As delightful as the people were that I met during my experience being traditionally published, perhaps you will understand why I say I feel that ebooks has been a direction in which I, like countless other writers, have been pushed. So I jumped!
Self-publishing is no longer a dirty word. At least it isn’t, if you do it properly and never let go of quality. Indie writing is a valid, exciting new route to publishing. One that can also include traditional publishing in the future if that option opens up for you and you want to take it (sometimes called the hybrid approach – sounds like a car, or a rosebush).
The indie approach has one distinct advantage: you are in control. It can be more exhausting, as you have to steer all of your own promotion, and it can be lonely when you know of no one else, outside of the virtual arena, also pursuing this route. I still feel very new to indie-publishing, but my experience of the traditional publishing process has given me an appreciation of the importance of control, one I would not let go off lightly if ever I found myself traditionally publishing again.
Another significant advantage is speed. Don’t get me wrong, you should never take shortcuts with your writing just because you’re in indie publishing. You must be as slow as you need to be. Traditional publishing is so slow. It can take a long, long time to break into traditional publishing, if at all, and then still a long time for your book to see the light of day.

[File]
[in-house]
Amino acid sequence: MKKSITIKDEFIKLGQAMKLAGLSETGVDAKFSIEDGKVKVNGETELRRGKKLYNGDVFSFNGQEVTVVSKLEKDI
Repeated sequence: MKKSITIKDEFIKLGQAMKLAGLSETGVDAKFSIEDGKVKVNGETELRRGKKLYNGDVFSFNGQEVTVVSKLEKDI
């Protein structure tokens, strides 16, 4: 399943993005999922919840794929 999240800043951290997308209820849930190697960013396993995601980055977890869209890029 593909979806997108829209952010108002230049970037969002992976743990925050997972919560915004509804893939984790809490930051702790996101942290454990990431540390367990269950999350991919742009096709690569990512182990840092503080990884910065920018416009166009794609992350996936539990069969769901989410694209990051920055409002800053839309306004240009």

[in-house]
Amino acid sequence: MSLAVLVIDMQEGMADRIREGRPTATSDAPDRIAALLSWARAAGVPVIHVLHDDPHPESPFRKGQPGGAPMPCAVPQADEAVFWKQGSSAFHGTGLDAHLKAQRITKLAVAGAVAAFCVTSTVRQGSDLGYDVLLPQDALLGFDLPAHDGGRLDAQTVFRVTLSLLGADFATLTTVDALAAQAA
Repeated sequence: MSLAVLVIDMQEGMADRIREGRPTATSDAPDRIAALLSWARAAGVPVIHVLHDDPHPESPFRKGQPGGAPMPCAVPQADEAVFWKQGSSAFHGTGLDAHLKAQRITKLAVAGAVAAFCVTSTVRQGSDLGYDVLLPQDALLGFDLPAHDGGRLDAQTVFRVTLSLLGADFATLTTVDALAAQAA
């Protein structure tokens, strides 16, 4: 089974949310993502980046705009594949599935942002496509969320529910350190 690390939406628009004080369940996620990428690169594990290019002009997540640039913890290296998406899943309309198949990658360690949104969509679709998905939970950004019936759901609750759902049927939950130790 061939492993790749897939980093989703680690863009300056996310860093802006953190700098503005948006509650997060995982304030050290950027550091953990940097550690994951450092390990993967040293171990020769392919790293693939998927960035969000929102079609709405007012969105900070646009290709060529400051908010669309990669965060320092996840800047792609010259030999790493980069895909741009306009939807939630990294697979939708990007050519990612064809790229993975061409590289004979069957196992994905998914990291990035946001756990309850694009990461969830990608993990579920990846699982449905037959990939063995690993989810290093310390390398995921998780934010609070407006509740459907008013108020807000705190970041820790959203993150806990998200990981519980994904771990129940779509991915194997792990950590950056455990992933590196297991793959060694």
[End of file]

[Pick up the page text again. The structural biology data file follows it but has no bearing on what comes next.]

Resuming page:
I would love to have published EleMental soon after I’d first written it, even a year or so later. The book still depicts a fun and interesting, tongue-in-cheek future but some aspects are no longer as interesting as I would have liked. Video gaming, on which the futuristic plot is based, has come a long way since I wrote the final draft of EleMental. When I finished the first book, the world did not have consoles like the Wii, Xbox, Playstation 3, or online video gaming. I even wrote the book before the iPad. That last one is particularly irking, as both EleMental and its follow-up, MonuMental, feature Zeepad which is very like an iPad. I have a hard time convincing people I wrote my stuff before all of these things.
The professional social work influence in my writing remains is as pertinent as ever. Sadly the human condition does not progress like technology. In EleMental, three teenagers struggle with an addiction to a futuristic form of video game.
Writing is a lonely business. Indie writing, doubly so. But there is a growing indie community on the internet and numerous collectives. I belong to the Alliance of Independent Authors (ALLi), a global collective based centrally in London, but (thanks to the internet) present everywhere. I still have a lot to learn, particularly around marketing, which does not come naturally to me, but also around social media. I have a lot of learning about information technology to stay on top of. To be honest, it never seems to end. I have become far more aware of how to step up and be counted amongst the other indie writers out there in the world. I meet with many of them regularly through Goodreads, through Twitter (especially through twitter!), Facebook, and though countless other social media avenues.
Don’t forget to drop by sometime and say hi. I’m always around and love to chat on twitter, my website, Goodreads and Facebook.
For more information about Steven O’Connor and his work, check out his website.